European campaigns in France : when and where ?

We have talked a lot about a few small European parties, so here are the dates of the launch of their European campaign. Go see for yourself what they are all about !

Us Citizens (Nous citoyens) is launching its campaign on the 5th of April. Meet them at 15:00 at the Espace Charenton, in the 12th arrondissement of Paris.

Citizen Europe, the European list of the Citizen Gathering (Rasemblement Citoyen), will be meeting in Paris Wednesday 09/04 in the Rue des Rosiers. More details to come ASAP!  You might have to make an early choice there, because the UMP plans to launch its European campaign that very same day.

Pierre Larrouturou’s New Deal party (Nouvelle Donne) will be in Strasbourg on the 11th of April for the presentation of their EU objectives. Meet the candidates at 20:00 at the Cultural Center of Illkirch.

The European party (Parti Européen) has not yet determined a date to meet with its supporters – we will keep you updated !

The ones you’ve already missed

The Socialist Party (PS) took an early start by launching their campaign at the beginning of March. If you missed it, here is a video of most of the action (in French of course) with the head of the EU socialists Harlem Désir.


Same thing for the FN, which presented its candidates a few weeks back.Aymeric Chauprade, the leader in Ile-de-France for the FN’s European list, was even present during several of the campaign meetings for the local French elections.

Here is a poll on EU voting intentions in France published by Le Figaro on Tuesday.×353.jpg

The Party of the European Left has not specified a date for the launching of its European campaign.

Special award for originality

France might arguably be the most original of all EU member states in terms of political parties. Here is a new one I stumbled upon:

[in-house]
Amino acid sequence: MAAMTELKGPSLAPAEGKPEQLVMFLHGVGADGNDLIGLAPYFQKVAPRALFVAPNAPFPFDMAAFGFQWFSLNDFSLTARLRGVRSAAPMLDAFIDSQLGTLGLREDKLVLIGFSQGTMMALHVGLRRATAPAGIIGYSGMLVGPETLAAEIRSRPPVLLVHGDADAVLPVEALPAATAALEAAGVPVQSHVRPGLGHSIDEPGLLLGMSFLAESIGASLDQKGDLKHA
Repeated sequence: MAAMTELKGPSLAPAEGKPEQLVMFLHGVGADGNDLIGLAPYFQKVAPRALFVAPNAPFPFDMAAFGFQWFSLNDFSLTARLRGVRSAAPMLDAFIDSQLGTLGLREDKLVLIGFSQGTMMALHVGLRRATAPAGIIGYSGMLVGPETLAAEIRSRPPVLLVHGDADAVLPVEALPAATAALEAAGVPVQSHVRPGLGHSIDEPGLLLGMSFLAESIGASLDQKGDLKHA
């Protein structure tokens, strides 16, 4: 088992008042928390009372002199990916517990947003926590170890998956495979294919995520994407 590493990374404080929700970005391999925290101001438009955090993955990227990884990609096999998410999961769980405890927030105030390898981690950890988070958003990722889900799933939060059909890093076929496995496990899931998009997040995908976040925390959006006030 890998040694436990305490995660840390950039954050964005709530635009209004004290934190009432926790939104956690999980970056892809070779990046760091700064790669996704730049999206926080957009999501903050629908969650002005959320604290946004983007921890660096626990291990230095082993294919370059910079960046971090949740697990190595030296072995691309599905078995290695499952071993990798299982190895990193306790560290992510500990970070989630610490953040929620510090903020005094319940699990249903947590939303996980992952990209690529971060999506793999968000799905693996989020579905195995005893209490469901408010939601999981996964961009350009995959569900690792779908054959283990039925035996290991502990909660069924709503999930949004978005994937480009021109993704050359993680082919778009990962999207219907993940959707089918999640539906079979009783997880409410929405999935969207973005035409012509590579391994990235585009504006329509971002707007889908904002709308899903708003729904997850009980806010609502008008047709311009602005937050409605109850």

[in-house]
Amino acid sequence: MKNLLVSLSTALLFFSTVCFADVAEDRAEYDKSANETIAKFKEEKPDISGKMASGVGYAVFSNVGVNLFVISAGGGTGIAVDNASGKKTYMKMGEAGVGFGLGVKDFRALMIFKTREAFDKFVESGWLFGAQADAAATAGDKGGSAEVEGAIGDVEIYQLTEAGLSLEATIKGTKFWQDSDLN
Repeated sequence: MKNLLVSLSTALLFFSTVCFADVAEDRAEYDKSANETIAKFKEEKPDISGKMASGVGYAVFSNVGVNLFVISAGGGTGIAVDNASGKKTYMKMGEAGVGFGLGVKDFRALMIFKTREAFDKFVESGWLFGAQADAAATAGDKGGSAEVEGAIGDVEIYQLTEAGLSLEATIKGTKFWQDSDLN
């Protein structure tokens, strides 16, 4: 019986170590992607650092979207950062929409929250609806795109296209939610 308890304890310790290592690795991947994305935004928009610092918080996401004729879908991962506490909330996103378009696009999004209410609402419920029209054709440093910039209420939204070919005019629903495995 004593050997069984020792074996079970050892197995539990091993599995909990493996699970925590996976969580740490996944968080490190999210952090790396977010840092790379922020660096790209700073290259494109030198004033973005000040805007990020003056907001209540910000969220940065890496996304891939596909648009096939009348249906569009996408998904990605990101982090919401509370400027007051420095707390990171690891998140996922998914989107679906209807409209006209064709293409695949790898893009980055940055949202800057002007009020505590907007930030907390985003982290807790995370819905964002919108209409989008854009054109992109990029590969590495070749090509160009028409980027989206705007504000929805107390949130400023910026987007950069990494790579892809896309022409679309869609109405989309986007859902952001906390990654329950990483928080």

• Alliance Royale, a political party whose main goal is to restore a monarchy in France while remaining open to the concept of Europe. Its leaders hope to improve on 2009, where they only won 0,05% of the votes in Ile-de-France.
Alliance Royale meeting on March 24, 2012. CC/Flickr/Remy Noyon

Alliance Royale meeting on March 24, 2012. CC/Flickr/Remy Noyon

Commentary: Nobody likes the European Union

If there is one conversation killer for a regular dinner, it may well be the European Union. Or do you disagree?

The EU is perceived as this remote and complicated institution that has a say on several aspects of your everyday life, and which is so easy to blame for any problems existing at the national level. Unemployment? The result of free movement within the EU. The global crisis? The result of the limits imposed on state power by the Euro. Today, euroscepticism has never been so high in the member states of the Union.

In a way, it is interesting to hear these things from heads of states when you know that the most powerful body of the European Union is not the Parliament or the European Commission: it is the European Council, which is manned by these very same state leaders.

But it works.

Louis de Gouyon Matignon is the 22-year old leader of a new French party called the Parti Européen (European Party), which he has launched in February 2014. Why a new party? Because he thinks older generations are not doing enough with the amazing tool that is the European Union.